The Ugly Pretty Girl: It’s the Stories That Need a Makeover | TROPES

We all know the “ugly pretty girl” trope: she’d be so pretty if she just took off those glasses and rags, or just lost some weight, or just put on a little makeup! After her makeover, we see that people treat her better, that her life becomes more fulfilling, and that she comes closer to realizing who she actually is. But this lesson doesn’t exactly hold water in real life, and adds to the already overwhelming societal pressure to look and be a certain way. But the ugly-to-pretty girl story can also teach us about the link between inner and outer beauty, and how confidence in one can lead to confidence in the other. And that transformation doesn’t have to happen from the outside in.


The ugly pretty girl: you’ve seen her story. She’d be so pretty if she just took off those glasses and rags, or just lost some weight, or just put on a little makeup! After her makeover, we see that people treat her better, that her life becomes more fulfilling, and that she comes closer to realizing who she actually is. This trope teaches us that if we go through a makeover –and fit in with predominant standards of beauty and femininity – our life might come together in the same way. But this lesson doesn’t exactly hold water in real life. For instance, the actors behind these characters are often already stereotypically beautiful, so the supposed “drama” of the makeover is fabricated. And obviously the idea that we need a physical makeover in order to be happy is harmful, since it adds to the already overwhelming societal pressure to look and be a certain way.

“Cher, I don’t want to do this anymore. And my buns, they don’t feel nothing like steel.”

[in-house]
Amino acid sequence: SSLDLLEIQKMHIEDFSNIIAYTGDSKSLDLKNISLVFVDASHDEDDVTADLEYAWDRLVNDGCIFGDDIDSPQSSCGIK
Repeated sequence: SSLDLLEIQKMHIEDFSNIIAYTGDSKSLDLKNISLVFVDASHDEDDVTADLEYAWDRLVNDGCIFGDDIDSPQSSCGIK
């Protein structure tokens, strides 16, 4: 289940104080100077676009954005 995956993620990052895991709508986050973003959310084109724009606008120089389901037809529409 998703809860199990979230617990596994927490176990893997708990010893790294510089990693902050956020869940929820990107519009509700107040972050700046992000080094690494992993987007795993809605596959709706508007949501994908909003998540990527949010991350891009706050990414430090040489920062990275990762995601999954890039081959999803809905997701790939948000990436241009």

- Clueless

But the ugly-to-pretty girl story can also teach us about the link between inner and outer beauty, and how confidence in one can lead to confidence in the other. And that transformation doesn’t have to happen from the outside in; it can also happen from the inside out, or through some combination of the two.

“I don’t understand, I’m supposed to be beautiful.” “But you are beautiful.”

- Shrek

In 2022, ideas of beauty and self-acceptance feel far more fluid than ever. So does the old-school “ugly-pretty girl” story even work in today’s context? Here’s our take on where this trope is headed, and what its stories are saying today about the real difference between ugly and pretty.


The ugly pretty girl has often been cast as a kind of diamond in the rough. Like in the ugly duckling fable, she has great potential beauty; it’s just that her beauty is hidden under a bad outfit, unflattering glasses, or a lack of effort. And this holds her back from becoming who she really is, according to others who are often of higher social status. As she apparently “comes into herself” through embodying beauty norms – and following the people who see “potential” in her – she often rises in social stature. In My Fair Lady, this is made explicit, with snobbish. Professor Higgins working on Eliza Doolittle’s etiquette and eloquence — effectively her class status — alongside her appearance. The same is true in The Princess Diaries. Mia doesn’t want anyone to see her but who she truly is, according to her bloodline, is a Princess who’s destined to be widely seen and adored. And if she is to become who she is within this social hierarchy, she has to undergo the ugly-pretty transformation.

“I can teach you to walk, talk, sit, stand, eat, dress, like a Princess.”

- Princess Diaries